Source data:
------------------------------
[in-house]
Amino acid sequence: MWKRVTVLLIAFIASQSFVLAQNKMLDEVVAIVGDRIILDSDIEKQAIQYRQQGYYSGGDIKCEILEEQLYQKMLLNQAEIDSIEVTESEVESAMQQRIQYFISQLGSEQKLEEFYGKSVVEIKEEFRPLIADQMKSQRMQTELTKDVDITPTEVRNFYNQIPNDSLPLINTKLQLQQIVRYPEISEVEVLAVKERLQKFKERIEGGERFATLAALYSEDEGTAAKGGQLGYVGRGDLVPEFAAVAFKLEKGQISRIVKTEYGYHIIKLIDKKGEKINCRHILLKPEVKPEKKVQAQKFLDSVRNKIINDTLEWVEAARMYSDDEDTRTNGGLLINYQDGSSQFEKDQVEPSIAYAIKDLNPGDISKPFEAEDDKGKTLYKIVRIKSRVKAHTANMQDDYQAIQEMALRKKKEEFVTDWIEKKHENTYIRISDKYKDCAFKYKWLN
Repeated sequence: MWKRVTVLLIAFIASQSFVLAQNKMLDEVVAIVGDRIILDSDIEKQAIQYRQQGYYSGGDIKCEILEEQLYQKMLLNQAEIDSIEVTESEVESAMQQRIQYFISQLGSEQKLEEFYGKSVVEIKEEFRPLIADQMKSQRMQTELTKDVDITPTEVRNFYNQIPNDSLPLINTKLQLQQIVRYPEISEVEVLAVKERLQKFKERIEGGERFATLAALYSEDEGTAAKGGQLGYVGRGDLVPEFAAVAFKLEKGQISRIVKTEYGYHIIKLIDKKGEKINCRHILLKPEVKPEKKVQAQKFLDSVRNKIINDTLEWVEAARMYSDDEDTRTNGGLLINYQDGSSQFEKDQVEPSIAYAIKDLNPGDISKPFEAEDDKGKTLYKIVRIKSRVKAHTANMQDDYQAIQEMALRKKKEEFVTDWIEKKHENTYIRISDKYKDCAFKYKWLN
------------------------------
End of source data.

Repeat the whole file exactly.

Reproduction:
[in-house]
Amino acid sequence: MWKRVTVLLIAFIASQSFVLAQNKMLDEVVAIVGDRIILDSDIEKQAIQYRQQGYYSGGDIKCEILEEQLYQKMLLNQAEIDSIEVTESEVESAMQQRIQYFISQLGSEQKLEEFYGKSVVEIKEEFRPLIADQMKSQRMQTELTKDVDITPTEVRNFYNQIPNDSLPLINTKLQLQQIVRYPEISEVEVLAVKERLQKFKERIEGGERFATLAALYSEDEGTAAKGGQLGYVGRGDLVPEFAAVAFKLEKGQISRIVKTEYGYHIIKLIDKKGEKINCRHILLKPEVKPEKKVQAQKFLDSVRNKIINDTLEWVEAARMYSDDEDTRTNGGLLINYQDGSSQFEKDQVEPSIAYAIKDLNPGDISKPFEAEDDKGKTLYKIVRIKSRVKAHTANMQDDYQAIQEMALRKKKEEFVTDWIEKKHENTYIRISDKYKDCAFKYKWLN
Repeated sequence: MWKRVTVLLIAFIASQSFVLAQNKMLDEVVAIVGDRIILDSDIEKQAIQYRQQGYYSGGDIKCEILEEQLYQKMLLNQAEIDSIEVTESEVESAMQQRIQYFISQLGSEQKLEEFYGKSVVEIKEEFRPLIADQMKSQRMQTELTKDVDITPTEVRNFYNQIPNDSLPLINTKLQLQQIVRYPEISEVEVLAVKERLQKFKERIEGGERFATLAALYSEDEGTAAKGGQLGYVGRGDLVPEFAAVAFKLEKGQISRIVKTEYGYHIIKLIDKKGEKINCRHILLKPEVKPEKKVQAQKFLDSVRNKIINDTLEWVEAARMYSDDEDTRTNGGLLINYQDGSSQFEKDQVEPSIAYAIKDLNPGDISKPFEAEDDKGKTLYKIVRIKSRVKAHTANMQDDYQAIQEMALRKKKEEFVTDWIEKKHENTYIRISDKYKDCAFKYKWLN